Returning to their favorite Major after numerous setbacks and injuries, Roger Federer and Andy Murray had high hopes heading into Wimbledon this year. The ten-time champions were ready to play their best at the All England Club, and they also trained together for the first time in 15 or 16 years before the tournament!
Andy and Roger couldn't remember when they last shared the practice court, mentioning that it probably happened in 2005 or 2006! Federer and Murray have met 25 times on the Tour, playing for some notable titles around the world, but not meeting since Cincinnati 2015!
Federer had been behind Murray since the beginning of their rivalry before changing that with five straight wins that have sent him 14-11 up front. At Wimbledon, Andy scored back-to-back Major victories for the first time since 2017, beating Nikoloz Basilashvili and Oscar Otte to meet in the third round.
Andy had nothing left in the tank to challenge Denis Shapovalov, who would then reach the semi-final. Roger competed at Wimbledon for the 22nd time and collected four victories to become the oldest quarter-finalist at the All England Club.
The Swiss veteran had four consecutive victories for the first time since last year's Australian Open, but that was all he could do, as Hubert Hurkacz defeated him 6-3, 7-6, 6-0! Roger had the advantage in set number two before the young Pole rallied and won the set in the tie break.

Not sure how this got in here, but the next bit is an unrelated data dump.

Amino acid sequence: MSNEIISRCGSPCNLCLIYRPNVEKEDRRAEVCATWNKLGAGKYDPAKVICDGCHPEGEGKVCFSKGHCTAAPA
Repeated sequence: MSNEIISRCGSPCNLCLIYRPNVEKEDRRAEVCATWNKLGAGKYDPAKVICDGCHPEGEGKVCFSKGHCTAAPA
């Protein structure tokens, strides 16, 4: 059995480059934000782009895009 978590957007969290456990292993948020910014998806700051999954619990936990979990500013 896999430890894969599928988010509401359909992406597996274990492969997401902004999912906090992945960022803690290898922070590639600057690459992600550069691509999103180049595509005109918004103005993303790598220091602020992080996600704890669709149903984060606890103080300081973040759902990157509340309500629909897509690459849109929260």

Losing steam and energy, Federer experienced his first zero since 2008 in the third set, leaving his favorite tournament with much doubt for the rest of his career.
Ruud praises Roger Federer
Casper Ruud recently revealed that he harbored hopes of defeating Rafael Nadal and Roger Federer when he was a child.
The Norwegian also said the two tennis greats had served as an inspiration for him growing up. "Roger Federer and Rafael Nadal," Ruud said. "It was more looking up to them. When you are young it is tough to believe you can be there yourself and beat them."
Having trained with the big names in men's tennis on a regular basis, Ruud believes they are not as invincible as many consider them to be. "They (Rafael Nadal and Roger Federer) are more like an inspiration, but the older you get, the more you start to believe, and you get to practise with them sometimes," Ruud said.
"They are obviously better than you, but maybe not as much as you would maybe think. I was lucky enough to play Novak Djokovic and Federer once, when I went onto the court I went to try and win. You have to try and look at them as just another player you want to beat."